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A.S.P.L.V.R. Ramaswami Chettiar and ors. Vs. S.R.M.S.V.R. Ramanathan Chettiar - Court Judgment

LegalCrystal Citation
CourtChennai
Decided On
Judge
Reported in91Ind.Cas.537
AppellantA.S.P.L.V.R. Ramaswami Chettiar and ors.
RespondentS.R.M.S.V.R. Ramanathan Chettiar
Cases ReferredJagarnath Sahu v. Parmeshwar Narain
Excerpt:
criminal procedure code (act v of 1898), section 188 - water-course leading to public tank--catchment area, embankment of, cutting of--diversion of water--obstruction--proceedings under section 133, whether competent. - .....not be applied to it. their lordships are apparently prepared to concede that this field over which water flowed could be described in a wide sense, as a channel. that case is not, therefore, in the petitioner's favour. here, the finding being that the urani is a public urani, the water-course carrying the water to it must beheld to be a public watercourse and any interference with that water course will fall under section 133. the only point taken before me failing, the petition must be dismissed.
Judgment:
ORDER

Krishnan, J.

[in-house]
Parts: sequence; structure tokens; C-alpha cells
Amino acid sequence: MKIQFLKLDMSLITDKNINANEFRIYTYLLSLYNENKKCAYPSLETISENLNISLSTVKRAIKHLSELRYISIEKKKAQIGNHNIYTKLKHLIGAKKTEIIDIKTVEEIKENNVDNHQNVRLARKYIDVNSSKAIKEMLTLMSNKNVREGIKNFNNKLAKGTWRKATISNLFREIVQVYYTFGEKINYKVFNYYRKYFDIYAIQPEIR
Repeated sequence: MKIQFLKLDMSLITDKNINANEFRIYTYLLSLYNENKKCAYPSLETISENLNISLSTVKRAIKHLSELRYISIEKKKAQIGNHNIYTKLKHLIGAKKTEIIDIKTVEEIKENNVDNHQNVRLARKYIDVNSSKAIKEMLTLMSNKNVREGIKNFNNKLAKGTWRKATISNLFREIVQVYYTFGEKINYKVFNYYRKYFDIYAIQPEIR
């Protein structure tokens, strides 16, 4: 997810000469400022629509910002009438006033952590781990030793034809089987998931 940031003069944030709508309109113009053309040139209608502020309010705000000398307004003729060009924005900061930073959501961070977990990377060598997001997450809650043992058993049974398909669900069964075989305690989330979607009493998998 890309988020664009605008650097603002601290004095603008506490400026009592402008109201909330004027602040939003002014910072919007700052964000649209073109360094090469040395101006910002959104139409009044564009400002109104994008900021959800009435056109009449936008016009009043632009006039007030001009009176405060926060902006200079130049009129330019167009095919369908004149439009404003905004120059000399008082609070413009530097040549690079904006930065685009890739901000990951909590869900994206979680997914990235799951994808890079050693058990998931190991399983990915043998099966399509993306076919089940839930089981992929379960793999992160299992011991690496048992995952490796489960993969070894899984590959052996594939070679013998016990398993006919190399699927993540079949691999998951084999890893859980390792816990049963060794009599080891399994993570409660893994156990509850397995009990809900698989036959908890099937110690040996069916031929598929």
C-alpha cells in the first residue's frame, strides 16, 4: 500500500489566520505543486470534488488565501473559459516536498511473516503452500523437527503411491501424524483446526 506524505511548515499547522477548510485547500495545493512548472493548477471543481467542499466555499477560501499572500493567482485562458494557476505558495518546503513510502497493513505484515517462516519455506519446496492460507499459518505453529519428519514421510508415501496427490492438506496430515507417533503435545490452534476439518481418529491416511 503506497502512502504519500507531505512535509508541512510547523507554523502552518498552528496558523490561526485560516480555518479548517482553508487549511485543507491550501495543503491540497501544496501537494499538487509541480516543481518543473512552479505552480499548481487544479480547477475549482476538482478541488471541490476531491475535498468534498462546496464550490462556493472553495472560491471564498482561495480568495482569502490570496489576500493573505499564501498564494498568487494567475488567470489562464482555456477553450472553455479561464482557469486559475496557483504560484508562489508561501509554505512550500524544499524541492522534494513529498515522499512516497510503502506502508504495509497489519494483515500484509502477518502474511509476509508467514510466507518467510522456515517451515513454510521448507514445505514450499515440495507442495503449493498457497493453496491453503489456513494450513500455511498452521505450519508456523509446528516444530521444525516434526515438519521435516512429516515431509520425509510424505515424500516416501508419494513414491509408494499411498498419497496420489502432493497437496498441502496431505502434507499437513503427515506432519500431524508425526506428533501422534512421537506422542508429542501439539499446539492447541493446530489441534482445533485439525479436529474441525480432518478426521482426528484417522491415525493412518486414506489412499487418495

1. This is an application to revise an order passed under Section 133 of the Cr.P.C. with reference to a water-course running into an urani in the village of Puduvayal in Ramnad District. The Magistrate in the first instance had held that this urani into which this water-course ran was a private one and, therefore, he could hot take action under Section 133, Cr.P.C. On the parties coming up in revision to this Court, this Court revised that finding and held that the urani was a public tank and directed fresh orders to be passed. The Magistrate has now taken evidence and under Section 133 has directed the petitioners before me to restore the embankment of the catchment area to its original condition about a foot high and to close the newly opened channel from the north to the south marked A in Ex.-A and to remove all obstructions caused by them to the free flow of water into the urani within 15 days from the date of the orders. Dr. Swaminathan appearing for them has contended that this order was an incompetent order and that Section 133 does not apply to the facts of this case. His contention is based on the allegation that there is no river or channel in the present case which has been obstructed and he contends that under the second paragraph of Section 133 it is only an unlawful obstruction to a way, river or channel which may be lawfully used by the public or an obstruction in a public place that can be ordered to be removed. He contends that the present order of the Magistrate directing the restoration of the embankment of the catchment area is quite beyond the scope of Section 133. I am unable to accept his arguments. It is clear from the complaint that has been filed in the case that there is a water-course taking water to the urani in question and the allegation of the respondents before me was that this water-course had been obstructed partly by building up a blind in it, partly by cutting open another channel to take away the water from it and partly by cutting away the embankment at a point B round the catchment area. The word 'channel', no doubt, is not defined in the Code but, I think the word is quite wide enough to include the state of affairs in this case. We have a catchment area in the centre of which there is a water-course which is obstructed and the water which flows into the water-course is attempted to be carried away by the petitioners before me to their own village tank and the way they do it is by building a bund and cutting a new channel and by cutting down a new portion of the old bund of the catchment area which the Magistrate has found, has existed for the last 30 years and more. The effect of cutting the bund of the catchment area is to make the water falling on the catchment area run away in a direction different to that of the water-course and to prevent it falling into the urani; that, I think, can be held to be an obstruction to the watercourse. The point was not properly taken in the lower Court and hence we do not find any discussion of it, in the judgment of the Magistrate for he begins by saying, 'The only question that remains to be considered is whether the counter-petitioners interfered with the embankment of the catchment area and put up a new channel as alleged in the petition'. If the point had been properly put forward, clear evidence would have been available to show what exactly the position of the catcbment areas and how the cutting open the bund of that catchment area affects the water course W the channel in the centre of the catchment area. I am, therefore, inclined to think that this is an order which the Magistrate could have competently passed under Section 133 and on the merits the petitioners have no case whatever. My attention was called to the case reported as Jagarnath Sahu v. Parmeshwar Narain 23 Ind. Cas. 181 12 A.L.J. 248 : 15 Cr. L.J. 229 where the learned Judge held that a field which was on a lower level than the adjoining fields and over which the surplus water of these fields used to flow into a tank, even if it could be described as a channel, was not such a channel as had been or could be lawfully used by the public and action could not be taken under Section 133 of the Cr.P.C. for the, removal, of any obstruction from it. This ruling is based on the fact that the field over which the water used to flow was not a public field and hence Section 133 could not be applied to it. Their Lordships are apparently prepared to concede that this field over which water flowed could be described in a wide sense, as a channel. That case is not, therefore, in the petitioner's favour. Here, the finding being that the urani is a public urani, the water-course carrying the water to it must beheld to be a public watercourse and any interference with that water course will fall under Section 133. The only point taken before me failing, the petition must be dismissed.